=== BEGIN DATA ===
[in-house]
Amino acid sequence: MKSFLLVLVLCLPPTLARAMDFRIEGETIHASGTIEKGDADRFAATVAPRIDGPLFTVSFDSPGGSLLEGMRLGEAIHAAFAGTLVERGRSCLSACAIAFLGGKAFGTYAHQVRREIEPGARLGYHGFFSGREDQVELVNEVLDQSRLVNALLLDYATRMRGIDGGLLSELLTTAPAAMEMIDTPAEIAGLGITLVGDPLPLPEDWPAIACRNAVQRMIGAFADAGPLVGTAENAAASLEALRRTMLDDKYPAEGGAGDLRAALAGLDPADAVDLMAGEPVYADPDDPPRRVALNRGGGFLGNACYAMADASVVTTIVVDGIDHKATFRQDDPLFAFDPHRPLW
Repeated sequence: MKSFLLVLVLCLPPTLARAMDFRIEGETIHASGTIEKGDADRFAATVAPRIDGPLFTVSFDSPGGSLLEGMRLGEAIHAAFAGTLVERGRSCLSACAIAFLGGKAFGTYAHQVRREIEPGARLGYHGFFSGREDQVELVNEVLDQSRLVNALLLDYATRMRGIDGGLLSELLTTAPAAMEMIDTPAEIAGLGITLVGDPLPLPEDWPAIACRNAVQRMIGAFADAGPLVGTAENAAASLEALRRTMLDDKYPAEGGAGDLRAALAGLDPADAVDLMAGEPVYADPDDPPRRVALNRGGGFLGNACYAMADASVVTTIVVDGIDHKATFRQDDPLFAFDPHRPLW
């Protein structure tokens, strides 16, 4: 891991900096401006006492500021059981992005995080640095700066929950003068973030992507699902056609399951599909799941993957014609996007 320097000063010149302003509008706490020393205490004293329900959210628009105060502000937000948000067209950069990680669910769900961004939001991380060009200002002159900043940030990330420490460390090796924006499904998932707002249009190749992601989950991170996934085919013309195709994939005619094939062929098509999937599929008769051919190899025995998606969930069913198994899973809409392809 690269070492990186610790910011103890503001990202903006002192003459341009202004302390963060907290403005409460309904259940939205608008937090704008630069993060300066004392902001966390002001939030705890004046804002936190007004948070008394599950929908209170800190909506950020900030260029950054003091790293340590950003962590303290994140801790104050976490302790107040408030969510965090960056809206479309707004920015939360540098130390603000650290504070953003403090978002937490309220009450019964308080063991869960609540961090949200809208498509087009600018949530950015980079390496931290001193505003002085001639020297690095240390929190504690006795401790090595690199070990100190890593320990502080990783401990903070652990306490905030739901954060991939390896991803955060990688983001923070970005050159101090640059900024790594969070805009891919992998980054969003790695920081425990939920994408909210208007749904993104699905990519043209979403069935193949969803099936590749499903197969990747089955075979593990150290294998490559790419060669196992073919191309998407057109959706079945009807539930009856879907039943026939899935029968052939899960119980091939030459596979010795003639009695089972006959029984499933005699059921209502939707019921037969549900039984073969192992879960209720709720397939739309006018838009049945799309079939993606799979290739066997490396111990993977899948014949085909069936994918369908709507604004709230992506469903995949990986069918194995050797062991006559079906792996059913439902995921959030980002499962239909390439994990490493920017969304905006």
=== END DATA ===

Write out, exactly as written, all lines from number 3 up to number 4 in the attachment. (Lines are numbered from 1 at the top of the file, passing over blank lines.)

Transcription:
Repeated sequence: MKSFLLVLVLCLPPTLARAMDFRIEGETIHASGTIEKGDADRFAATVAPRIDGPLFTVSFDSPGGSLLEGMRLGEAIHAAFAGTLVERGRSCLSACAIAFLGGKAFGTYAHQVRREIEPGARLGYHGFFSGREDQVELVNEVLDQSRLVNALLLDYATRMRGIDGGLLSELLTTAPAAMEMIDTPAEIAGLGITLVGDPLPLPEDWPAIACRNAVQRMIGAFADAGPLVGTAENAAASLEALRRTMLDDKYPAEGGAGDLRAALAGLDPADAVDLMAGEPVYADPDDPPRRVALNRGGGFLGNACYAMADASVVTTIVVDGIDHKATFRQDDPLFAFDPHRPLW
């Protein structure tokens, strides 16, 4: 891991900096401006006492500021059981992005995080640095700066929950003068973030992507699902056609399951599909799941993957014609996007 320097000063010149302003509008706490020393205490004293329900959210628009105060502000937000948000067209950069990680669910769900961004939001991380060009200002002159900043940030990330420490460390090796924006499904998932707002249009190749992601989950991170996934085919013309195709994939005619094939062929098509999937599929008769051919190899025995998606969930069913198994899973809409392809 690269070492990186610790910011103890503001990202903006002192003459341009202004302390963060907290403005409460309904259940939205608008937090704008630069993060300066004392902001966390002001939030705890004046804002936190007004948070008394599950929908209170800190909506950020900030260029950054003091790293340590950003962590303290994140801790104050976490302790107040408030969510965090960056809206479309707004920015939360540098130390603000650290504070953003403090978002937490309220009450019964308080063991869960609540961090949200809208498509087009600018949530950015980079390496931290001193505003002085001639020297690095240390929190504690006795401790090595690199070990100190890593320990502080990783401990903070652990306490905030739901954060991939390896991803955060990688983001923070970005050159101090640059900024790594969070805009891919992998980054969003790695920081425990939920994408909210208007749904993104699905990519043209979403069935193949969803099936590749499903197969990747089955075979593990150290294998490559790419060669196992073919191309998407057109959706079945009807539930009856879907039943026939899935029968052939899960119980091939030459596979010795003639009695089972006959029984499933005699059921209502939707019921037969549900039984073969192992879960209720709720397939739309006018838009049945799309079939993606799979290739066997490396111990993977899948014949085909069936994918369908709507604004709230992506469903995949990986069918194995050797062991006559079906792996059913439902995921959030980002499962239909390439994990490493920017969304905006």